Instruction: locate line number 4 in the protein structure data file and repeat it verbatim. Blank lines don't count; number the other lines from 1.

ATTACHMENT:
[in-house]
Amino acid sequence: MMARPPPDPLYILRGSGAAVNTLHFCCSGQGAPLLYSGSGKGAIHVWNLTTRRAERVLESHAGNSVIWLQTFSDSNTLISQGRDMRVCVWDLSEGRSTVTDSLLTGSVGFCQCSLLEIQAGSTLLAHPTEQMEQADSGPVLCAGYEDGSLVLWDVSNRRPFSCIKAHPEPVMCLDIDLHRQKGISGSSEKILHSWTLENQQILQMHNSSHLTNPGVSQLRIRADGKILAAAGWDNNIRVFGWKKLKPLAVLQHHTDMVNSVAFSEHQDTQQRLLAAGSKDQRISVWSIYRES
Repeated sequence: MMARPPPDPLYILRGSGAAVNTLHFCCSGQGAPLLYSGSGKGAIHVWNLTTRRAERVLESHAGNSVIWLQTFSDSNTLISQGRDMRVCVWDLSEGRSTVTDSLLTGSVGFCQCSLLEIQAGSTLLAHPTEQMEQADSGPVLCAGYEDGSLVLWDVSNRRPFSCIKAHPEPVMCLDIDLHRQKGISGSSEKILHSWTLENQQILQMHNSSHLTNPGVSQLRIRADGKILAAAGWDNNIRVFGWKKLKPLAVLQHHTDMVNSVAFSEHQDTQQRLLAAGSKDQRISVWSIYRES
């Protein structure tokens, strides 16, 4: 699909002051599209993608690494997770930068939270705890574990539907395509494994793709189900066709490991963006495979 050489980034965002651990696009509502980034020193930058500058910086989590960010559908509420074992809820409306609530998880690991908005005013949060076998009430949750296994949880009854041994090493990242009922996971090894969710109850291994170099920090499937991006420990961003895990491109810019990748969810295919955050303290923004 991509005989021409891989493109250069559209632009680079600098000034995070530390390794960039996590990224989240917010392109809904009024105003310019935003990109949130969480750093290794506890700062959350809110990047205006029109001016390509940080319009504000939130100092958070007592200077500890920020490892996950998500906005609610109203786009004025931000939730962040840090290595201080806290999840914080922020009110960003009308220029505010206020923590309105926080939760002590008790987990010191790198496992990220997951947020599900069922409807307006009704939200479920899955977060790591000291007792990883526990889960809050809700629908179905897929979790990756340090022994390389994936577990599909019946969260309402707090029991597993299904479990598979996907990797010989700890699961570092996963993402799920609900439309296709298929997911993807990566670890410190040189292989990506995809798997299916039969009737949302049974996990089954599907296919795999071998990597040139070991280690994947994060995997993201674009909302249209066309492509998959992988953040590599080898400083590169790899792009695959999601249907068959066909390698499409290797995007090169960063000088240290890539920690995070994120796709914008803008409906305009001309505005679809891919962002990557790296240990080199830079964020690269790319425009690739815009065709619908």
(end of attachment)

């Protein structure tokens, strides 16, 4: 699909002051599209993608690494997770930068939270705890574990539907395509494994793709189900066709490991963006495979 050489980034965002651990696009509502980034020193930058500058910086989590960010559908509420074992809820409306609530998880690991908005005013949060076998009430949750296994949880009854041994090493990242009922996971090894969710109850291994170099920090499937991006420990961003895990491109810019990748969810295919955050303290923004 991509005989021409891989493109250069559209632009680079600098000034995070530390390794960039996590990224989240917010392109809904009024105003310019935003990109949130969480750093290794506890700062959350809110990047205006029109001016390509940080319009504000939130100092958070007592200077500890920020490892996950998500906005609610109203786009004025931000939730962040840090290595201080806290999840914080922020009110960003009308220029505010206020923590309105926080939760002590008790987990010191790198496992990220997951947020599900069922409807307006009704939200479920899955977060790591000291007792990883526990889960809050809700629908179905897929979790990756340090022994390389994936577990599909019946969260309402707090029991597993299904479990598979996907990797010989700890699961570092996963993402799920609900439309296709298929997911993807990566670890410190040189292989990506995809798997299916039969009737949302049974996990089954599907296919795999071998990597040139070991280690994947994060995997993201674009909302249209066309492509998959992988953040590599080898400083590169790899792009695959999601249907068959066909390698499409290797995007090169960063000088240290890539920690995070994120796709914008803008409906305009001309505005679809891919962002990557790296240990080199830079964020690269790319425009690739815009065709619908």